Russia World Cup PreviewPosted: Monday May 27, 2002 8:30 PM
Updated: Monday May 27, 2002 10:26 PM
How they line up
Coach Oleg Romantsev favors a 4-4-2 formation, but occasionally switches to a 4-2-3-1 style. He has recently started turning his favorite, Spartak-style short-passing game into a more modern long-ball game with wingers.
Keeper Ruslan Nigmatullin has not been playing for his Italian club, Verona, but remains first choice. His deputy, Dmitri Goncharov, is reliable, but lacks international experience.
At right-back, Omari Tetradze is a multi-purpose defender (he can play in any defensive position and in midfield) with huge international experience. Vyacheslav Dayev, who plays as a center-back for his club but started his career as a wing-back, is the likely reserve.
Veteran captain Victor Onopko is the libero. He has tons of experience and is good at initiating attacks, though he lacks pace. He can also play in midfield. The other central defender is Alexei Smertin, a former midfielder with a strong shot. He is quick, a good man-marker and passes well.
The other options in central defense are the reliable, experienced Igor Chugainov, who began his career as a midfielder and still has an eye for goal, and Yuri Nikiforov. He started out as a talented striker and has a powerful shot, but his lack of pace prevents him from joining the attack as often as he would like.
At left-back, Yuri Kovtun is strong in the air, but has a terrible disciplinary record. Dmitri Sennikov, a versatile and quick defender who plays on both wings for his club, is the likely alternative.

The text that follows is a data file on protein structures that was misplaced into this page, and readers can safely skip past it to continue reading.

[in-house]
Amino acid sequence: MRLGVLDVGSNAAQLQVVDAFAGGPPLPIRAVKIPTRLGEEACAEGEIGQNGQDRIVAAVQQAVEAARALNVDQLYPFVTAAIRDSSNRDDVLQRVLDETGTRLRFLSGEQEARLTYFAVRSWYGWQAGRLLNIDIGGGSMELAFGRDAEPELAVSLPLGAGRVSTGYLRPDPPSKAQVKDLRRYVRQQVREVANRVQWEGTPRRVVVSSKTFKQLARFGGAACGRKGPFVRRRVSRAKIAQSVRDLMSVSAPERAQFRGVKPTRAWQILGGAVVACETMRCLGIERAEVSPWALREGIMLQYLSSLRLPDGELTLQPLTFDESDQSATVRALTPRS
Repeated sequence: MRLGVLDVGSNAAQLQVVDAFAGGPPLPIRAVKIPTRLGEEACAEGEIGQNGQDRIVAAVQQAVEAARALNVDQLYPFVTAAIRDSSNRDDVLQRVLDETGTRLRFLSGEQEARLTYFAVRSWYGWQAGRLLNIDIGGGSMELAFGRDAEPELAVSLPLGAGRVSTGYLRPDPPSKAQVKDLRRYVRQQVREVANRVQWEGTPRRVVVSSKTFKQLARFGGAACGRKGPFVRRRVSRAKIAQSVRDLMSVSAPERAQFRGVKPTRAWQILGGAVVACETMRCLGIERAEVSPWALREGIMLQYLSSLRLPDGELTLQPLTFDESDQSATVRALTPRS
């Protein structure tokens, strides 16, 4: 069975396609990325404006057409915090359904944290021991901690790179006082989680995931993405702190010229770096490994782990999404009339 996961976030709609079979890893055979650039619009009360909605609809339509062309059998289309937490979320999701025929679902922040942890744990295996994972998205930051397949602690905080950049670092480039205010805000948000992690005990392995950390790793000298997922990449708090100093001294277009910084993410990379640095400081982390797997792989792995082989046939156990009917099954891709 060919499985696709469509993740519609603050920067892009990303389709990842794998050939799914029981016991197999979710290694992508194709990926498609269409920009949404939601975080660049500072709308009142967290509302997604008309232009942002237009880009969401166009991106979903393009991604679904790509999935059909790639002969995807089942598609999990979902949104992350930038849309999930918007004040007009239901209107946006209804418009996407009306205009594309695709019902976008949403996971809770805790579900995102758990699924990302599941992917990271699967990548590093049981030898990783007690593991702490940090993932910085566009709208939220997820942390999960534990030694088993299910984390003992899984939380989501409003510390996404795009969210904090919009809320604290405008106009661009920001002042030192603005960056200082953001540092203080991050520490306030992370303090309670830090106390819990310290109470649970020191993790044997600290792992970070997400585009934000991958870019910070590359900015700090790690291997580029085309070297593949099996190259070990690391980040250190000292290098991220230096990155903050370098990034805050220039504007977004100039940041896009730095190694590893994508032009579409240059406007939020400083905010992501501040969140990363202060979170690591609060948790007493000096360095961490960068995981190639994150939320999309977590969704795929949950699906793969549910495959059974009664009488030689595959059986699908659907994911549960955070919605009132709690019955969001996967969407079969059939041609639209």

Valeri Karpin is first-choice for right midfield, where his good crosses and club partnership with Alexander Mostovoi are a key feature of the side. The mobile, skilful Rolan Gusev provides cover for Karpin and can also play on the left. Andrei Karyaka, a clever dribbler with a powerful shot, is another option out wide.
In central midfield, Mostovoi is the team's most important playmaker and set-piece expert.
Alongside him is Yegor Titov, an attack-minded player with great ball control and vision. Other options include Sergei Semak, the "little horse," who can play in almost any position, and Dmitri Khokhlov. Tall and strong, Khokhlov may also be used as an additional forward.
On the left of midfield is prodigy Marat Izmailov. He usually plays in the center, but Romantsev, faced with a lack of left wingers, has played the diminutive youngster here. However, Izmailov is likely to move all over the pitch. Dmitri Alenichev, normally a central midfielder, is also an option on the left, for the same reason.
In attack, another wonderkid, Dmitri Sychev, will do well to live up to huge expectations. The Russian media have compared him to Michael Owen because of his precise shooting, pace and passing abilities. He is the likely partner for Vladimir Beschastnykh, a reliable, experienced striker who is good in the air.
Romantsev can vary the formation by taking off a striker and adding a central midfielder. Smertin may be moved forward and replaced by Nikiforov or Chugainov. Alternatively, Mostovoi could be moved back to beef up the defense.
From World Soccer magazine.